So, the question (just like in motorcycle forums) is when one should stop mountain biking. I think it’s when you don’t feel comfortable or safe riding on skill levels that were easier years back. Then, one should either scale back or possibly seek less dangerous and/or lower impact activities.

  • OMR

    You ride until your body doesn’t let you anymore. We are all little boys in big boy bodies. Our wives know this if they are smart! As mountain bikers, our best days are riding Pisgah or Moab trails. I so totally love this sport! It gives me a reason to look forward to something such as building up my latest bike… a 160mm of softness.
    OMR (Old Man Riding)
    75 years young going on 18!

  • Chris Pickford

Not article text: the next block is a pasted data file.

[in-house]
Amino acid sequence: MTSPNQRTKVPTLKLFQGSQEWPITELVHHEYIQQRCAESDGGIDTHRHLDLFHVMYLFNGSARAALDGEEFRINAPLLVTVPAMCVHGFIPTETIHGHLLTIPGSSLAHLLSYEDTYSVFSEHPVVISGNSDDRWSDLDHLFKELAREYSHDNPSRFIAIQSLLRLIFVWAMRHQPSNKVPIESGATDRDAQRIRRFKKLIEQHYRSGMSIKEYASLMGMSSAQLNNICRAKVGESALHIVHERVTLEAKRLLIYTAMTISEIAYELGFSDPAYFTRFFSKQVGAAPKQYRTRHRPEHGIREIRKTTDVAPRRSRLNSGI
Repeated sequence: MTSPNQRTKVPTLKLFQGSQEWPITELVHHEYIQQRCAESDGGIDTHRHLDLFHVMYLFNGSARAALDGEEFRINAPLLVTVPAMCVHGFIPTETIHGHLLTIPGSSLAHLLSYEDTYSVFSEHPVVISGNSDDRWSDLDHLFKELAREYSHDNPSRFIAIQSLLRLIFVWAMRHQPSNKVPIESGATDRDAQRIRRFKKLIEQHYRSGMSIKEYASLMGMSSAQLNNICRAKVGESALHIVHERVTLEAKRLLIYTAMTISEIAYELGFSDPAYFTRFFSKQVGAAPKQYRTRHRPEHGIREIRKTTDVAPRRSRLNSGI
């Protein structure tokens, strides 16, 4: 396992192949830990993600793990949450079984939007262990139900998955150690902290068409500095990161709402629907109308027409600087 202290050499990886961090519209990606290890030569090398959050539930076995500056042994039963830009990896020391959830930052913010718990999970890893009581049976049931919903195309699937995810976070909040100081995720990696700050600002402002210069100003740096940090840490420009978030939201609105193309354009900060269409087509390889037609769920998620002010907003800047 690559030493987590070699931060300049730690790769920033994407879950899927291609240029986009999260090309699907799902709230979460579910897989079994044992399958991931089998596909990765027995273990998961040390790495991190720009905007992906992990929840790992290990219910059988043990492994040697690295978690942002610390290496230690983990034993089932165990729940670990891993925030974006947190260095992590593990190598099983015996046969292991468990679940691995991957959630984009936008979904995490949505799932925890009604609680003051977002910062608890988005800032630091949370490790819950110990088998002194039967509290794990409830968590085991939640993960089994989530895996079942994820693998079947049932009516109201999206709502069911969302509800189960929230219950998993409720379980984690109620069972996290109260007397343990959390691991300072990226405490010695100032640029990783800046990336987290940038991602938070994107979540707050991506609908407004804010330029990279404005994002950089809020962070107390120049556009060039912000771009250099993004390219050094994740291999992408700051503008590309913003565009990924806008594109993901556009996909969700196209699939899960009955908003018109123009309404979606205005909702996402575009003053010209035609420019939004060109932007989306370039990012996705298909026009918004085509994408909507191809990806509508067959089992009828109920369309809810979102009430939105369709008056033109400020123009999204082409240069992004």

It’s sad to see some of the friends I used to ride with when we were in our 20s and 30s give up mountain biking and become sedentary as though once they hit 40 they can’t have fun anymore. I am all for doing as much as you can when you are young but I think that mountain biking and other outdoor adventures have become more significant and important to me as I have gotten older.

  • gerryl

    I say keep riding as long as you feel comfortable within your abilities. I am 57 this fall and love it. I broke my clavicle the end of July. The pain / recovery time has been a real bummer. Regardless, I plan on riding as long as my knees allow me. I hope to get on my bike in the next two weeks in order to ride some this fall before the snow flies.

    Was I riding over my abilities? Not sure, as I rode drops like the one I crashed on numerous times. I have never been interested in keeping up with my kids, and they know that.

    It is a great family activity before kids head off to college, etc.